‘Hunele diera jaaun, nahune liera…’ (Translation: Give if you have, take if you don’t.)
A picture showing this text written on a white paper and pasted on a shutter of a shop with packed food grains beneath is viral on social media these days. When this photo taken at Kerabari in Morang of eastern Nepal went viral, Sita Dhungana, the vice-chairperson of Gajuri rural municipality in Dhading of central Nepal is busy responding to people curious about her similar initiative over the phone.
“Positive efforts are spreading across the country. People are telling me ‘congratulations’ and ‘thank you’ for an initiative we launched to provide food to the needy during this Covid-19 crisis,” Dhungana says.
Interestingly, she was unaware that the photo that had gone viral on social media. She says she learned about the picture only after Onlinekhabar told her so.
After the government announced a nationwide lockdown on March 24, people walked hundreds of kilometres to reach home. Long lines of those returning home from Kathmandu, their tired and hungry faces were all over the media. Social media users demanded the state provide relief to the poor. Dhungana, as an elected people’s representative, was worried about them.
“In my rural municipality adjacent to Prithvi Highway, there are many who cannot earn enough to manage two meals a day. There are many who returned their homes from the cities after losing their jobs. I got worried for them,” shares Dhunagana.
While thinking that the crisis led many families to hunger, a new idea hit her mind – to create an environment of private and institutional support. People would question the transparency of her initiative if she asked them to donate money. Therefore, she thought of asking people who can give to donate food for the needy.
She named the campaign ‘Food Bank’ with a plan to move it forward in an institutional manner by mobilising it from her rural municipality.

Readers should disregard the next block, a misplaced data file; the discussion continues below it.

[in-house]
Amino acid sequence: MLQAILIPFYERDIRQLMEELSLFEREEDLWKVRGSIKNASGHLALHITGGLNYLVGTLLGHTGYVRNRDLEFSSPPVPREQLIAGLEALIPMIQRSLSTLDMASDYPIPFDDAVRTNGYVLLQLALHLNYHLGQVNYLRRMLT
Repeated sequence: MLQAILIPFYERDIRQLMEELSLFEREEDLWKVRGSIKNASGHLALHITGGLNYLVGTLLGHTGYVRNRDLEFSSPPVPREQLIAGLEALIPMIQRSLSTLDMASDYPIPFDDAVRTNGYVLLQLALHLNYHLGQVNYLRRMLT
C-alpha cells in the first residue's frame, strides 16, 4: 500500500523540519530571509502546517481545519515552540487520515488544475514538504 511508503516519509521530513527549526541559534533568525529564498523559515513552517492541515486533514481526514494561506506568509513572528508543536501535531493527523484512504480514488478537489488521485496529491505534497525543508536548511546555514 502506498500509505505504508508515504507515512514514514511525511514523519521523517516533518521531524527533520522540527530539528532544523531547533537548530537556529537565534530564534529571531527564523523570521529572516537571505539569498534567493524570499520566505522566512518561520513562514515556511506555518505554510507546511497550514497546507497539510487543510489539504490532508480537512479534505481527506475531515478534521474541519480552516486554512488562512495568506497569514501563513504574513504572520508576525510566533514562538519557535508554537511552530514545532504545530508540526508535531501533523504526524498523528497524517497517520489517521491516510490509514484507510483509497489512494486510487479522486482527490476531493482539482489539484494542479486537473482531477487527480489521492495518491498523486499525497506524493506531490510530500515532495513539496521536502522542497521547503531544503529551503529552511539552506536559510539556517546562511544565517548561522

The modern form of Dharma Bhakari
Dhungana is doing her PhD on ‘Women’s Leadership in Financial Operations’. While studying, she came to know about the old idea of ‘Dharma Bhakari’ (which means, ‘store for good’) practised in Nepal in the past.
She says there used to a big ‘Dharma Bhakari’ at the centre of the village in the past. There, those who had something to donate were allowed to donate and those who did not have were allowed to take from there. This system which was useful during floods, landslides, fires, famines and droughts discontinued after the establishment of the multi-party system in 1990.
While studying about it, she found that the village panchayat used to deploy staff in the operation and maintenance of Dharma Bhakari. Likewise, those taking food from the store had to return it; a failure to do so would be considered a sin.
Then, she concluded that a sophisticated food collection and distribution centre was needed for the new generation, which has been battling this pandemic after decades.
During a meeting of her rural municipality on April 2, Dhungana explained the concept of a food bank and proposed the local government establish such a system in the village. The meeting unanimously accepted her proposal and formed a nine-member committee under her leadership for its operation.